Social capital theory enhances our ability to explain workplace dynamics, such as employee engagement and equity and inclusion, in ways that human capital theory doesn’t. Here is a short primer on social capital.
What is social capital?
Social capital is the value of the relationships between people. Strong social capital creates productive outcomes. It is an idea that explains why some people are more successful in the workplace than others even when they have similar qualifications and skills. It’s made up of a range of things that affect people’s experiences like trust, unconscious bias, empathy, and fun. Such positive emotions help teams work together effectively and negative ones can create unnecessary distractors.
Social capital is not about ‘who does what’ as much as it is about how people feel as they are working together. Unlike human capital, it is not a measure of individual achievement or productivity, but rather it is a measure of group-level achievement and productivity.
Similar to other forms of capital, like human or financial capital, the ability to build social capital is based on a set of competencies that can be developed through monitoring and practice.
Why is it important to monitor social capital by using social indicators?
Social indicators describe the attitudes and behaviors that create Inclusion, Respect, and Ethics in the workplace, regardless of people’s education and skills. Without these competencies workplace norms and behaviors degenerate, conflicts erupt, and productivity plummets. People disengage and leave and oftentimes the organization faces risks in the form of security breaches, harassment, and discrimination claims. So, it’s really important to pay attention to social indicators as measures of the quality of the relationships within the organization in order to identify risks and leverage strengths.
Studies have shown that social indicators such as the ability to create accountability, trust, empathy, and allyship are as reliable as traditional human capital metrics such as level of technical expertise when it comes to understanding how well someone will perform as part of a team. This means that the highest-performing individual may not be the best candidate to hire. Social indicators are crucial indicators of job performance in management and leadership roles.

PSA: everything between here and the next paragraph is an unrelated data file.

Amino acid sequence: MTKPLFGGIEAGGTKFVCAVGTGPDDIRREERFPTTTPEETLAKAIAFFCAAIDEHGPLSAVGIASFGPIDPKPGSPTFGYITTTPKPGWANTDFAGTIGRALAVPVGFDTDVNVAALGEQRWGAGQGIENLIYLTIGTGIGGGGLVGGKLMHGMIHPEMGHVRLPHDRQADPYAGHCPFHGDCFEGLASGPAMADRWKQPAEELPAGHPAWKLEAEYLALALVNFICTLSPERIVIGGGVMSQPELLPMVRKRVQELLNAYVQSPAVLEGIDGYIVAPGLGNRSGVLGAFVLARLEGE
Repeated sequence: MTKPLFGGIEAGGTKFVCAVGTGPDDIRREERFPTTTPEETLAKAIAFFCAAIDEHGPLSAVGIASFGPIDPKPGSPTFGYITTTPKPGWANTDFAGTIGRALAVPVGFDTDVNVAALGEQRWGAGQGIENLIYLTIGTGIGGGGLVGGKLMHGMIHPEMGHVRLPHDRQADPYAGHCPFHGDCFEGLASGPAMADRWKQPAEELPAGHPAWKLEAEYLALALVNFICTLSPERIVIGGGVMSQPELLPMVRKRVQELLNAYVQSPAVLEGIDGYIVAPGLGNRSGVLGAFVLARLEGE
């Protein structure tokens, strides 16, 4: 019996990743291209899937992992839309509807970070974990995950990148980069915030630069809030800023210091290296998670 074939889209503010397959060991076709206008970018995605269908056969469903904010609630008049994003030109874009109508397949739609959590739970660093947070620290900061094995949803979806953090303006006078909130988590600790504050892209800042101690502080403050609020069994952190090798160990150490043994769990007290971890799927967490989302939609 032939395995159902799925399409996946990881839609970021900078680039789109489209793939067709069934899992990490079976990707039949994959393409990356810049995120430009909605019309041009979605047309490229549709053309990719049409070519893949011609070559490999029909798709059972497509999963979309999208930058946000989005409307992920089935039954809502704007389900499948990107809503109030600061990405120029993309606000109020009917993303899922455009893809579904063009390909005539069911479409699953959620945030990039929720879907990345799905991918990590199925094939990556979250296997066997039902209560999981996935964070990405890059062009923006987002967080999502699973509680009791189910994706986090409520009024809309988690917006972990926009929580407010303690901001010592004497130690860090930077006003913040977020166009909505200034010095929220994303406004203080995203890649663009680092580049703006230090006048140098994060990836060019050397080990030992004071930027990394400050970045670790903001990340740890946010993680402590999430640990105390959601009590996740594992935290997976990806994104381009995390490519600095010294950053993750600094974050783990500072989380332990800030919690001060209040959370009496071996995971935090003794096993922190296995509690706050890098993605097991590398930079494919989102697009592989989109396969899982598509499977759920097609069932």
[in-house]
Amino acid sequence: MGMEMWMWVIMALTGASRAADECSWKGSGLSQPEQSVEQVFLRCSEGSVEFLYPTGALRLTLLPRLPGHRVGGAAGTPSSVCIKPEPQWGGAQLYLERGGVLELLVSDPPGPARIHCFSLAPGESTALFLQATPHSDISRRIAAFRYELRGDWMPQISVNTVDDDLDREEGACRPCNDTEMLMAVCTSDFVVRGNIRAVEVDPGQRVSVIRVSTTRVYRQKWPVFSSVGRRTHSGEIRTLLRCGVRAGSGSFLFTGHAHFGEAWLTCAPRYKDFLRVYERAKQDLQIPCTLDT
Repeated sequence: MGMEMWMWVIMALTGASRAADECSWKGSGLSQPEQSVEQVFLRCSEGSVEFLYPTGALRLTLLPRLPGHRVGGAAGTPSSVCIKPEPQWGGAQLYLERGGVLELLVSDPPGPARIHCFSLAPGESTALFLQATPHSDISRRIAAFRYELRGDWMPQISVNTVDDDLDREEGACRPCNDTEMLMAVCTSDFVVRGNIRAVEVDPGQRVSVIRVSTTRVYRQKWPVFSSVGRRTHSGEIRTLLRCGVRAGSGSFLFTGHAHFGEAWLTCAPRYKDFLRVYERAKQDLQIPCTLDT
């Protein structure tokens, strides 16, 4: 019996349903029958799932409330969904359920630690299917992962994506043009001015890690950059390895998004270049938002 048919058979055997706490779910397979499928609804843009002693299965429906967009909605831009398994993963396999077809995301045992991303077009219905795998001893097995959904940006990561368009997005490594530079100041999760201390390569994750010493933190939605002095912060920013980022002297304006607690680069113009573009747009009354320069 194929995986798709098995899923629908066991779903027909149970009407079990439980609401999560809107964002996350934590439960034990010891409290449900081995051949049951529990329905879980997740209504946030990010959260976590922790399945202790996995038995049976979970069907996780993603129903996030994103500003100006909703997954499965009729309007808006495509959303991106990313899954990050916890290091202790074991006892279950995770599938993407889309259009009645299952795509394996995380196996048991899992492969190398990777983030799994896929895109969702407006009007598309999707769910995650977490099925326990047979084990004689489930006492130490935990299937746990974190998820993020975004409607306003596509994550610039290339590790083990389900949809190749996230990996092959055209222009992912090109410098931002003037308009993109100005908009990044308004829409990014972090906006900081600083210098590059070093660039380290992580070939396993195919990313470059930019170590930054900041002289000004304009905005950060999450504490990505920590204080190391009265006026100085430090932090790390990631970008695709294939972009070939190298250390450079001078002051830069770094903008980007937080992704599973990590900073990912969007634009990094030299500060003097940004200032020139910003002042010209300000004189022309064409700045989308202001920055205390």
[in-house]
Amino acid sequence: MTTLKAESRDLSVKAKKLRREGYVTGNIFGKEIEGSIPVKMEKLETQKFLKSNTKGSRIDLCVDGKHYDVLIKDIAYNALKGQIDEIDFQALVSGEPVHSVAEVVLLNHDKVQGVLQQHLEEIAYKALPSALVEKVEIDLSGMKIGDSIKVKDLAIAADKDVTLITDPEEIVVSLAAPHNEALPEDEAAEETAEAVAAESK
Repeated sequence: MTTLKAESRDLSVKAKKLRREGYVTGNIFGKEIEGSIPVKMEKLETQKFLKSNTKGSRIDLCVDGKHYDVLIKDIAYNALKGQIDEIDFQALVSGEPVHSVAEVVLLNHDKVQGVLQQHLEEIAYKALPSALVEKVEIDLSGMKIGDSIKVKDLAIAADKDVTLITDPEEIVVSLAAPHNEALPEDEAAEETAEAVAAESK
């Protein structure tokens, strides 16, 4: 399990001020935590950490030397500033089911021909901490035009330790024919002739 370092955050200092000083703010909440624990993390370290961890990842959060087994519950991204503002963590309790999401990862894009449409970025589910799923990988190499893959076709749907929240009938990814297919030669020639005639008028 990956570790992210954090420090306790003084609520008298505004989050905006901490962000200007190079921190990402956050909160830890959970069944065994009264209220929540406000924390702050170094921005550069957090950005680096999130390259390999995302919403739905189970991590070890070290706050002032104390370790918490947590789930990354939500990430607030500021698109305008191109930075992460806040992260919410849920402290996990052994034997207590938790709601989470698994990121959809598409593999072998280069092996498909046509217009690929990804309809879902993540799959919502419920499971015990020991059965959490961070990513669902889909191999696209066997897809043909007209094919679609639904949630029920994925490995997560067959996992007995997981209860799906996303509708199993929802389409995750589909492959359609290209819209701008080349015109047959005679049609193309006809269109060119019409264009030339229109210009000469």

How can we advance healthy workplace culture using social indicators?
If we want to build behaviors that contribute to a healthy workplace, we need to measure what matters. Emtrain AI measures fourteen social indicators across three core competencies of Respect, Inclusion, and Ethics within the learning environment.
Diversity is created when people feel valued because of their personal strengths and characteristics – in other words, diversity is the outcome of inclusion. Put another way, diversity happens when a person reaches out to another who is different. This inclusive behavior creates diversity.
We can measure inclusion by asking people about what they do to create belonging and how they feel about their experiences and relationships within the workplace. Feelings of authenticity, trust, and suspicion of unconscious bias are indicators of inclusion, and therefore are predictors of how well an organization can initiate and sustain workplace diversity initiatives. Knowing how an organization performs on measures of inclusiveness can help organizations interested in advancing diversity to create strategies for knowledge and skill-building activities that are informed by science.
Unfortunately, people are the weakest link in the cybersecurity chain. Many cybersecurity issues are caused by lapses in employee judgment and small mistakes like not changing passwords. When people understand that their behaviors matter the most, stronger and more ethical norms and practices become “the way things work around here.” By measuring these four indicators of Trust, Accountability, Decision-Making Processes, and Norms and Practices, organizations can begin to build the behaviors and skills that will lead to a more ethical and secure workplace.
Among the attitudes and behaviors that lead to harassment claims are unjust power and privilege, and a lack of norms and practices that keep these problems in check. By quantifying and monitoring such social dynamics as these, organizations can help mitigate tensions that lead to employee relations claims while creating a conscious culture that enables everyone to thrive.
Social capital builds when people work well with each other and can accomplish things together. The attitudes, behaviors and skills required to build social capital are monitored and developed by using social indicators. Together these indicators form the competencies of Respect, Inclusion, and Ethics. It is important to measure social competencies by using social indicators in order to understand and diagnose organizational health and risk.
Learn more by downloading a graphic of our fourteen Workplace Social Indicators here.